sREplot - Upscaling of individual species dynamics to community trends in biodiversity and composition using vegetation change data sets

First meeting: 13.-16.11.2018

Lander Baeten
Markus Bernhardt-Römermann
Ute Jandt

iDiv member:
Ute Jandt

Project summary:
Evidence across biomes and taxonomic groups reveals that temporal changes in local-scale species diversity are quite small compared to large and widespread changes in community composition. As a result, it is likely the changes in composition, rather than in diversity itself, that will have the greatest impact on how these communities function. This points to a critical need to better understand which (types of) species contribute most to these compositional shifts. New methodological advances now permit quantifying how individual species changes scale up to community change, but such analyses rely on appropriate data. Contemporary resurveys of legacy data offer detailed plot-based community data over decadal time scales and are particularly suitable to address fundamental questions about the causes and consequences of temporal community change and the functional or phylogenetic basis for such change. We will initially analyse a database of 62 single high-quality forest vegetation resurvey studies from temperate forests that span ≥20 years (>3200 vegetation plots). Using hierarchical meta-analytic models and the latest computational approaches, we will test which kind of species consistently decrease, increase or show idiosyncratic patterns within and across studies. Then, capitalizing on the expertise to synthesise compositional changes in for-est vegetation, we will explore ways to synthesise across vegetation change databases, quantifying how communities have changed over time in various vegetation. Our analyses will inform both fundamental ecological theory and applied predictions of vegetation change rele-vant to several initiatives (e.g. IPBES and GeoBON) aiming to quantify and summarize biodiversity changes across the worlds biomes during the Anthropocene.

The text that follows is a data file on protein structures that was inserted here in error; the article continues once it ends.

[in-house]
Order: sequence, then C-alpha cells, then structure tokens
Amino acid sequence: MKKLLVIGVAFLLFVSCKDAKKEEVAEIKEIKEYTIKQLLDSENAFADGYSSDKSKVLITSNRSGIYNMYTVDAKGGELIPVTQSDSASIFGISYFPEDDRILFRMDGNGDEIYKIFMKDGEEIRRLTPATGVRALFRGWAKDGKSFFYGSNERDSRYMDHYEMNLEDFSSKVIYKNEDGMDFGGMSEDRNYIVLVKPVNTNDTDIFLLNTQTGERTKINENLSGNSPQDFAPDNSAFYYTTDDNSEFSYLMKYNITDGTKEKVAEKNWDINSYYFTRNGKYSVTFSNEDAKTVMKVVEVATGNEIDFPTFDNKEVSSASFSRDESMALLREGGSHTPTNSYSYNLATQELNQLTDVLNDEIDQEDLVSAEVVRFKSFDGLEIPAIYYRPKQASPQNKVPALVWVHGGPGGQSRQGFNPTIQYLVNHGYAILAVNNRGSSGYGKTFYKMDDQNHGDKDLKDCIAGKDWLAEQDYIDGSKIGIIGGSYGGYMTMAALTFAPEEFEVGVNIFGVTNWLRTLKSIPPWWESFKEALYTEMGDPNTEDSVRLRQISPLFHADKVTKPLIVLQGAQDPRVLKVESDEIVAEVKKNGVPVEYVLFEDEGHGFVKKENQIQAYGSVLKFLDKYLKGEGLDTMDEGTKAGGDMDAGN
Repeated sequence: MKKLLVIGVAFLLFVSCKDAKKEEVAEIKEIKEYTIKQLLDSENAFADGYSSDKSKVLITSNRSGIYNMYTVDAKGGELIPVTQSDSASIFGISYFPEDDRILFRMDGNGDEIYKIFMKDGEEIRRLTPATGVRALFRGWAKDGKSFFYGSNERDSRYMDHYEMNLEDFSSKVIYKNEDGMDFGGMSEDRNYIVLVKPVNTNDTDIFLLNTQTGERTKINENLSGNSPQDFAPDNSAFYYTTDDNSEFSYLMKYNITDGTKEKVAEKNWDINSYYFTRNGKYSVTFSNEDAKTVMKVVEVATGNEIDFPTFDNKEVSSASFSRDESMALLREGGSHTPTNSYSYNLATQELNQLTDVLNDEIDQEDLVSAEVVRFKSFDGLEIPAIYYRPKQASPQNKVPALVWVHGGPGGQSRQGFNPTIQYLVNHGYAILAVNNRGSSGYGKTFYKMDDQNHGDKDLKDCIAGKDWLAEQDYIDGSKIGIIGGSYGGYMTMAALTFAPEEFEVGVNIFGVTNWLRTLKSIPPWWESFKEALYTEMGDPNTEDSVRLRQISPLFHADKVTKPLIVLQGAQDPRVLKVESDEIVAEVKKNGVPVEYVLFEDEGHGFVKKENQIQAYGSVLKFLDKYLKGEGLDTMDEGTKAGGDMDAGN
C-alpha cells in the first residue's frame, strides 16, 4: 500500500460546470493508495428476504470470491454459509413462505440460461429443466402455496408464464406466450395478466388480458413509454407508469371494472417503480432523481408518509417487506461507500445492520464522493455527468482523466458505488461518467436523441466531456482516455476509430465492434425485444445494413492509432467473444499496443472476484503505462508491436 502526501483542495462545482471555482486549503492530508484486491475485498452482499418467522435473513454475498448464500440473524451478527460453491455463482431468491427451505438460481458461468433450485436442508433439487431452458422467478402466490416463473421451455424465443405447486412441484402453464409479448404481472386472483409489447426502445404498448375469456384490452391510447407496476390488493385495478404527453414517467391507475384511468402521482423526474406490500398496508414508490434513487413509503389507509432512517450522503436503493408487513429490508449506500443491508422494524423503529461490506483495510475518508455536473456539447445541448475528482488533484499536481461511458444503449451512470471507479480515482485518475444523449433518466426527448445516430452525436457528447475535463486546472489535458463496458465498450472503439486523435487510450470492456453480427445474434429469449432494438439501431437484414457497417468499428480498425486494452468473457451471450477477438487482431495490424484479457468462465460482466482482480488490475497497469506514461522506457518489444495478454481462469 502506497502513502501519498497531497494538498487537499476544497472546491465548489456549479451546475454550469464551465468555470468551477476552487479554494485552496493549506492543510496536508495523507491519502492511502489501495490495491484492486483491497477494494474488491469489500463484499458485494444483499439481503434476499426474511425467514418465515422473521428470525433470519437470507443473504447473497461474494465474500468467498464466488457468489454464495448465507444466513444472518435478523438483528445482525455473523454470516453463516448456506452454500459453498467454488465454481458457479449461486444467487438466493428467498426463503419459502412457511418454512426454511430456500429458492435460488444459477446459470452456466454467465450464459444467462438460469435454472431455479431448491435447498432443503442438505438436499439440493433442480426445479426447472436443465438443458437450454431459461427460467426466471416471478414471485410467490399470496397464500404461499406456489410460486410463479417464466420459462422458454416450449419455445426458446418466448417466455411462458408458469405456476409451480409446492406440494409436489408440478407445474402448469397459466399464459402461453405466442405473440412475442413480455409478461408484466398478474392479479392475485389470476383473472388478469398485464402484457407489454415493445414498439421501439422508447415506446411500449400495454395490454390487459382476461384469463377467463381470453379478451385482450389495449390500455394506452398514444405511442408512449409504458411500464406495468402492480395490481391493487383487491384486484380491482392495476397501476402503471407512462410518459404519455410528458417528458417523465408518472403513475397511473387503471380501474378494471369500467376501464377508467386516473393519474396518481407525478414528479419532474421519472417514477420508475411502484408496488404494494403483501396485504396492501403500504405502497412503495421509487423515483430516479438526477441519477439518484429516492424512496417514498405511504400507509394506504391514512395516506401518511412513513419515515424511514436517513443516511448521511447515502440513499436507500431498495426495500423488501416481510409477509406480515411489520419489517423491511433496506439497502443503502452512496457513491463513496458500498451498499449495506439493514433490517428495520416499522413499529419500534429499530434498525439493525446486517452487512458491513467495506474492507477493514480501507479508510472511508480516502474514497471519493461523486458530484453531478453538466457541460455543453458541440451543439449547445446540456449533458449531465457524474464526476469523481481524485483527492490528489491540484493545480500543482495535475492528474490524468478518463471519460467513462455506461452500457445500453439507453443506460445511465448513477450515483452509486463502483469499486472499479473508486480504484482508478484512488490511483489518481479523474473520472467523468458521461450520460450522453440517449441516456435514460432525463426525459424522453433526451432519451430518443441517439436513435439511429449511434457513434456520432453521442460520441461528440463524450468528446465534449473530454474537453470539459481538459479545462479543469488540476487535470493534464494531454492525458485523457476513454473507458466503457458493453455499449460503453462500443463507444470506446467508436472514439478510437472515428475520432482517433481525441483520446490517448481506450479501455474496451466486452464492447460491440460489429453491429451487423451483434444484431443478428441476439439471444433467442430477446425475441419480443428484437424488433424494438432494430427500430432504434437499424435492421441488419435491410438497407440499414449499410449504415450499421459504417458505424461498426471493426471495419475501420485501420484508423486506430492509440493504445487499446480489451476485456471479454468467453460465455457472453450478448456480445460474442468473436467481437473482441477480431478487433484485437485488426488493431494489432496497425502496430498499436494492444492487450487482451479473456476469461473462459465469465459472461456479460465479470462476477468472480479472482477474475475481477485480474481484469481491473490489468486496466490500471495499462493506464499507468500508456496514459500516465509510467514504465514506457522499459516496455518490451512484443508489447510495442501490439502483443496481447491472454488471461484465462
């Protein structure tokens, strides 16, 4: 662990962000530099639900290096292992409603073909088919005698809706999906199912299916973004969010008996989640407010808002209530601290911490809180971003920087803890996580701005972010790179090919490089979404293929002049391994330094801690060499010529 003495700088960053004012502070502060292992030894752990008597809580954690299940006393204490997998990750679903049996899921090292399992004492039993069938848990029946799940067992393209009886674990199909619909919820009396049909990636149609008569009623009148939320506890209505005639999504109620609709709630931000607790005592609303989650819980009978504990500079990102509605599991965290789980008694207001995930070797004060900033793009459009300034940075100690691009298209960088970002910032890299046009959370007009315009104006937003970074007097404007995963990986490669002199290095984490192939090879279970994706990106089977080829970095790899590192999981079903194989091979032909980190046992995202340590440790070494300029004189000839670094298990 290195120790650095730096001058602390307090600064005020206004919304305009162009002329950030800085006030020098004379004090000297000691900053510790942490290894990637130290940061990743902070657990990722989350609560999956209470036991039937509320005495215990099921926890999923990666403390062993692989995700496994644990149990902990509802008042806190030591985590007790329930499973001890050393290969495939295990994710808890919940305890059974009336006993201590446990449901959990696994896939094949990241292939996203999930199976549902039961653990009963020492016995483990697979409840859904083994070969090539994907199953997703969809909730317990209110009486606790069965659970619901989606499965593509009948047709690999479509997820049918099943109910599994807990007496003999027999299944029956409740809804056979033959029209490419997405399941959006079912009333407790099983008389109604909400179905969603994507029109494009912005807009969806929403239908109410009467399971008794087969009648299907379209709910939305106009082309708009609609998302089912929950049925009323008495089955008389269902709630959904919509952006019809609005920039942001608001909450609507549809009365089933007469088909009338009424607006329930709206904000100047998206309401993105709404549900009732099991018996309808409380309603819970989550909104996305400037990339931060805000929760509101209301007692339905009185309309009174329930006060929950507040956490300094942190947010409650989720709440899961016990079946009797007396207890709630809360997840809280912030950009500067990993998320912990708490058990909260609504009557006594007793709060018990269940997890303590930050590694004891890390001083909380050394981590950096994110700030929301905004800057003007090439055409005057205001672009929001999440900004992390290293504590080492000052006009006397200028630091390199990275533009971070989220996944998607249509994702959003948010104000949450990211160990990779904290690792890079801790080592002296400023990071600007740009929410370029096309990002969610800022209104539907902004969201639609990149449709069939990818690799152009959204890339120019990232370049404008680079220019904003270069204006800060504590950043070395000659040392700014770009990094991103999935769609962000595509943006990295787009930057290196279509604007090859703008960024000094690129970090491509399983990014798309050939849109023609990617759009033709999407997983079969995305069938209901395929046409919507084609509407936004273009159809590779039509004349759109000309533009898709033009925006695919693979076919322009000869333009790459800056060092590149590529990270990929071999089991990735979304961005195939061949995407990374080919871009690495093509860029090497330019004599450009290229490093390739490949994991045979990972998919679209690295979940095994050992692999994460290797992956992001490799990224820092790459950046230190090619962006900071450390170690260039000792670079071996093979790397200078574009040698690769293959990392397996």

Lander Baeten (Ghent University), Markus Bernhardt-Römermann (Institute of Ecology and Evolution, Friedrich Schiller University Jena), Anne Bjorkman (Senckenberg Biodiversity and Climate Research Centre), Jörg Brunet (Swedish University of Agricultural Sciences), Pieter De Frenne (Ghent University), Caroline Greiser (Stockholm University, DEEP), Radim Hédl (Institute of Botany of the Czech Academy of Sciences), Ute Jandt (Martin Luther University Halle-Wittenberg, Geobotany and Botanical Garden), Jonathan Lenoir (Université de Picardie Jules Verne), Frantisek Malis (Technical University in Zvolen), Johanna Otto (Friedrich Schiller Universität Jena, Institut für Ökologie und Evolution), Kris Verheyen (Ghent University), Don Waller (University of Wisconsin - Madison), Monika Wulf (Leibniz-ZALF)

Meeting report

Second meeting: 14.-17.05.2019

Lander Baeten (Ghent University), Markus Bernhardt-Römermann (Friedrich Schiller University Jena), Anne Bjorkman (Senckenberg Biodiversity & Climate Research Centre), Gergana Daskalova (University of Edinburgh), Pieter De Frenne (Ghent University), Martin Diekmann (Vegetation Ecology and Conservation Biology, Institute of Ecology), Radim Hédl (Institute of Botany, Czech Academy of Sciences), Ute Jandt (Martin Luther University Halle-Wittenberg), Isla Myers-Smith (University of Edinburgh), Harald (Austrian Academy of Sciences & University of Natural Resources and Life Sciences Vienna), Ingmar Staude(iDiv), Kris Verheyen (Ghent Universtiy), Don Waller (University of Wisconsin – Madison), Sonja Wipf (WSL Institute for Snow and Avalanche Research SLF)

Meeting report


Staude, I.R., Waller, D.M., Bernhardt-Römermann, M. et al. (2020) Replacements of small- by large-ranged species scale up to diversity loss in Europe’s temperate forest biome. Nature Ecology and Evolution. See here.

Staude, I.R., Pereira, H.M., Daskalova, G.N., Bernhardt-Römermann, M., Diekmann, M., Pauli, H., et al. (2021) Directional turnover towards larger-ranged plants over time and across habitats. Ecology Letters, 00, 1– 17. See here.

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